Covenant Love, Lesson 3.3

Covenant Love: Introducing the Biblical Worldview

Lesson Three: Our Father, Abraham

Lesson Objectives

  1. To read Genesis 12-50 with understanding.
  2. To understand God’s covenant with Abraham and to see how that covenant is fulfilled in the New Covenant of Jesus Christ.
  3. To appreciate key figures and elements in the Abraham story - Melchizedek, circumcision, the sacrifice of Isaac - as they are interpreted in the Church’s tradition.

III. Age of Patriarchs

A. Jacob the Younger

With the story of Abraham we turn a page in salvation history. The remainder of Genesis (chapters 12-50) tells the story of the "patriarchs," the founding fathers of the chosen people. In Genesis 12-25:18, we'll read about Abraham and his two sons, Ishmael and Isaac. In Genesis 25:19-36:43, we hear the story of Isaac and his two sons, Esau and Jacob. And the book concludes, in Chapters 37-50, with the story of Jacob's 12 children, founders of the tribes of Israel, and especially Jacob's son, Joseph.

Isaac grows up to marry Rebekah. Like his mother Sarah, she's barren. But Isaac, as his father Abraham had before him, appeals to God to give them children (see Genesis 25:21;15:3). While her twins are fighting in her womb, God tells Rebekah that each will be a nation, but the younger of the two, Jacob, will rule the older, Esau (see Genesis 25:23).

This is another sub-plot in Genesis, closely connected to what we've talked about already concerning the "first-born." Notice that after the failure of His first-born in Eden, God seems to prefer the younger son: Abel's offering is preferred to Cain's. Isaac is chosen over Ishmael. Jacob's youngest son, Joseph, becomes the hero of the later books of Genesis, while Reuben, Jacob's first-born, fails to defend him against his brothers (see Genesis 37).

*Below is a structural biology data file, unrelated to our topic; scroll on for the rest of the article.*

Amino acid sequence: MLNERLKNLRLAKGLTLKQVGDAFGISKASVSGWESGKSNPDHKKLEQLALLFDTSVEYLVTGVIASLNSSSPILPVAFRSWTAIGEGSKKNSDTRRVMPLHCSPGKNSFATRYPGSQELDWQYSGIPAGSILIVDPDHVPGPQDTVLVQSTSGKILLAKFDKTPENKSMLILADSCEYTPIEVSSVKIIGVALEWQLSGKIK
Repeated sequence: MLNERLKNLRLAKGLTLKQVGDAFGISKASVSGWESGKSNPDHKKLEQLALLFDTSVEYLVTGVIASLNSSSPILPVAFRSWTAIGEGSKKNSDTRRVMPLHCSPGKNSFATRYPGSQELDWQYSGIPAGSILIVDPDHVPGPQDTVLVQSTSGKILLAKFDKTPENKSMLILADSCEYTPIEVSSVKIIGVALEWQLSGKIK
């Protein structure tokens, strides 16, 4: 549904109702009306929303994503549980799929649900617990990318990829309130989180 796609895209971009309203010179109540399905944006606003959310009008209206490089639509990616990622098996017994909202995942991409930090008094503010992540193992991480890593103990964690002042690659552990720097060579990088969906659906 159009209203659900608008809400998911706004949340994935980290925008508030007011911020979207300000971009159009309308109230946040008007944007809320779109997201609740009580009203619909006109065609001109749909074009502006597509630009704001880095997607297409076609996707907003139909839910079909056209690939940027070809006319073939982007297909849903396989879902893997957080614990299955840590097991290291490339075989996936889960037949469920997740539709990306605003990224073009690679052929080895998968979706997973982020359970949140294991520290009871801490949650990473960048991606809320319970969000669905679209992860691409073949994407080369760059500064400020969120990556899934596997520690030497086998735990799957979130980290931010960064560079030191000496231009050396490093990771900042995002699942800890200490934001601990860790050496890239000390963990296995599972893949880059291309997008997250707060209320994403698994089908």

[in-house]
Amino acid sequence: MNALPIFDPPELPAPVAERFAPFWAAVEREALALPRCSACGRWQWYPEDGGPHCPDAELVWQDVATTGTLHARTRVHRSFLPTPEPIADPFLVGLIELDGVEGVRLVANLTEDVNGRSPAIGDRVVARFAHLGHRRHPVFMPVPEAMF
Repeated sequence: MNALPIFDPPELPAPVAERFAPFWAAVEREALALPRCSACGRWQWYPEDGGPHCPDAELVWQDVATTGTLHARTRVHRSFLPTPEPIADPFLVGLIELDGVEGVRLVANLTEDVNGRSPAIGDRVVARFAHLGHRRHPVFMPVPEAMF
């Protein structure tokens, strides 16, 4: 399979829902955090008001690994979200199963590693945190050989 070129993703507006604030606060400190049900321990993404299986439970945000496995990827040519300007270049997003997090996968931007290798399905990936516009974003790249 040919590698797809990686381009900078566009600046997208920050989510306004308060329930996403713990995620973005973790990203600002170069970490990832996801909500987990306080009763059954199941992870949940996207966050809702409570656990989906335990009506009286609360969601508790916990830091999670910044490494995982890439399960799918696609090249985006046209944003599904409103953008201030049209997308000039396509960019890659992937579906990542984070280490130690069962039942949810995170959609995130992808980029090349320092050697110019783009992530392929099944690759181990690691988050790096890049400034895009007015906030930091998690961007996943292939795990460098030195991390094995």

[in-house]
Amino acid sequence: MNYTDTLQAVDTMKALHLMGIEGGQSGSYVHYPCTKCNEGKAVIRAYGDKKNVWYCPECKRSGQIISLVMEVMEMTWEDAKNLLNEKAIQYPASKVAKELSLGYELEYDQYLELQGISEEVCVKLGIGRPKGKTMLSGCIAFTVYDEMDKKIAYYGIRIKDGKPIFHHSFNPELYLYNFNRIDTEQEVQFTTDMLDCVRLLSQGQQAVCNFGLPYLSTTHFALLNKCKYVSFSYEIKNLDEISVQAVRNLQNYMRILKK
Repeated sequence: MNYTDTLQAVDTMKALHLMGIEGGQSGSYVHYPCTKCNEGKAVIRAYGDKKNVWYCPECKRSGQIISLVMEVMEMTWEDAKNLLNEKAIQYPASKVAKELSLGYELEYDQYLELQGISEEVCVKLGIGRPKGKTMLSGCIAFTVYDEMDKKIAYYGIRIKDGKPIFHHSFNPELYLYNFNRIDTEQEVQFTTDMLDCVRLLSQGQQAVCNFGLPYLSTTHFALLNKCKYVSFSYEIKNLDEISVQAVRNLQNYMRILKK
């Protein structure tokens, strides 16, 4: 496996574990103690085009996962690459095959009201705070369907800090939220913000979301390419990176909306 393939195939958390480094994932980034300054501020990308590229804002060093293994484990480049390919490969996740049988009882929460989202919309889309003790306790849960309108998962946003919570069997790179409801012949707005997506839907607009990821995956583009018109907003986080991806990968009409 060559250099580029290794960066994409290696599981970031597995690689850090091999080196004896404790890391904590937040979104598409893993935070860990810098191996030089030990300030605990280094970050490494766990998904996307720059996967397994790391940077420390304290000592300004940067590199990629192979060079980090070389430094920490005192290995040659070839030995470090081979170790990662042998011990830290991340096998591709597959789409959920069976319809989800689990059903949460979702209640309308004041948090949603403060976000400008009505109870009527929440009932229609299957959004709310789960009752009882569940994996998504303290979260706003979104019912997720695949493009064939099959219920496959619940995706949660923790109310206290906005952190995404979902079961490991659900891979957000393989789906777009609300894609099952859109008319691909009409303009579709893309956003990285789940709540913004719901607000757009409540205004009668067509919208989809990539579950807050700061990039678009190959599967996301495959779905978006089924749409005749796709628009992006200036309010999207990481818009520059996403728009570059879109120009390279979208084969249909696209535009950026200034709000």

Why does God do this? He chooses the young, the weak and the sinful to show that salvation history is governed by His free grace and His love. St. Paul gives us the general principle when he says that God chose Jacob over Esau "in order that God's elective plan might continue, not by works but by His call...So it depends not upon a person's will or exertion, but upon God" (see Romans 9:11-13).

Don't be distracted by the drama and trickery of how Jacob secures Isaac's blessing. Esau had proven himself unworthy of the blessing, selling his birthright to Jacob for a bowl of stew. As the Scripture says: "Esau cared little for his birthright" (see Genesis 25:29-34).

Jacob's deception is criticized by the prophets (see Hosea 12:4; Jeremiah 9:3), and he gets his "payback" within the text of Genesis. For instance, he will be tricked by his uncle Laban into marrying not Rachel whom he loves but Laban's firstborn daughter, Leah (see Genesis 29:25). And later, when his son Joseph is sold into slavery, his other sons will deceive him by soaking Joseph's coat in goat's blood. The irony surely isn't lost on the narrator of Genesis - Jacob's deception of his father had involved the use of goat skins (compare Genesis 27:15-16; 37:31-33).